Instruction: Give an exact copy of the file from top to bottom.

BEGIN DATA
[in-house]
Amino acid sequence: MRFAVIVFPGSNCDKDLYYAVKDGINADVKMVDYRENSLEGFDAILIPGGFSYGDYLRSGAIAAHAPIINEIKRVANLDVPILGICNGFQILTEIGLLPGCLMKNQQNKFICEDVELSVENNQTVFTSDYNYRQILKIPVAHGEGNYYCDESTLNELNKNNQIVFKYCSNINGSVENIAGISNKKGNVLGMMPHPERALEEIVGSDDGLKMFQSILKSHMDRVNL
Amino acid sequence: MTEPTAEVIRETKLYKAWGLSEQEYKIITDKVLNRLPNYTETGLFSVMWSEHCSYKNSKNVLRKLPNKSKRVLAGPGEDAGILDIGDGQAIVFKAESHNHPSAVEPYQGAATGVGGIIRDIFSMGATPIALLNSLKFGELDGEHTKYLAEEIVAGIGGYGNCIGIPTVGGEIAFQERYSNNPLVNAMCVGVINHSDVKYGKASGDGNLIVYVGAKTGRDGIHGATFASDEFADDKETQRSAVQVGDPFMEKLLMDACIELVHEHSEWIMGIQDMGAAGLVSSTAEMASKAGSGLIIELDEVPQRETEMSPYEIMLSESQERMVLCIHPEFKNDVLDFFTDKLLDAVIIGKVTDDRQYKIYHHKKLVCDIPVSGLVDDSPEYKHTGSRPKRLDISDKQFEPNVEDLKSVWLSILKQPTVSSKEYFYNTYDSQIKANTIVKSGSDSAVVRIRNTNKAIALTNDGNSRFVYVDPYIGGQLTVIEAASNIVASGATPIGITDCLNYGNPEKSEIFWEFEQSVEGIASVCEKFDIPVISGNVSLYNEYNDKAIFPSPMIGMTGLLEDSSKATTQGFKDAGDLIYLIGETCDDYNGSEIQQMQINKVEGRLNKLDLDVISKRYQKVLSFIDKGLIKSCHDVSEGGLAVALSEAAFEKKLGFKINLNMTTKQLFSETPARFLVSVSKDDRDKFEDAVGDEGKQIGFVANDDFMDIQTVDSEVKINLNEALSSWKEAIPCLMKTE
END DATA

[in-house]
Amino acid sequence: MRFAVIVFPGSNCDKDLYYAVKDGINADVKMVDYRENSLEGFDAILIPGGFSYGDYLRSGAIAAHAPIINEIKRVANLDVPILGICNGFQILTEIGLLPGCLMKNQQNKFICEDVELSVENNQTVFTSDYNYRQILKIPVAHGEGNYYCDESTLNELNKNNQIVFKYCSNINGSVENIAGISNKKGNVLGMMPHPERALEEIVGSDDGLKMFQSILKSHMDRVNL
Amino acid sequence: MTEPTAEVIRETKLYKAWGLSEQEYKIITDKVLNRLPNYTETGLFSVMWSEHCSYKNSKNVLRKLPNKSKRVLAGPGEDAGILDIGDGQAIVFKAESHNHPSAVEPYQGAATGVGGIIRDIFSMGATPIALLNSLKFGELDGEHTKYLAEEIVAGIGGYGNCIGIPTVGGEIAFQERYSNNPLVNAMCVGVINHSDVKYGKASGDGNLIVYVGAKTGRDGIHGATFASDEFADDKETQRSAVQVGDPFMEKLLMDACIELVHEHSEWIMGIQDMGAAGLVSSTAEMASKAGSGLIIELDEVPQRETEMSPYEIMLSESQERMVLCIHPEFKNDVLDFFTDKLLDAVIIGKVTDDRQYKIYHHKKLVCDIPVSGLVDDSPEYKHTGSRPKRLDISDKQFEPNVEDLKSVWLSILKQPTVSSKEYFYNTYDSQIKANTIVKSGSDSAVVRIRNTNKAIALTNDGNSRFVYVDPYIGGQLTVIEAASNIVASGATPIGITDCLNYGNPEKSEIFWEFEQSVEGIASVCEKFDIPVISGNVSLYNEYNDKAIFPSPMIGMTGLLEDSSKATTQGFKDAGDLIYLIGETCDDYNGSEIQQMQINKVEGRLNKLDLDVISKRYQKVLSFIDKGLIKSCHDVSEGGLAVALSEAAFEKKLGFKINLNMTTKQLFSETPARFLVSVSKDDRDKFEDAVGDEGKQIGFVANDDFMDIQTVDSEVKINLNEALSSWKEAIPCLMKTE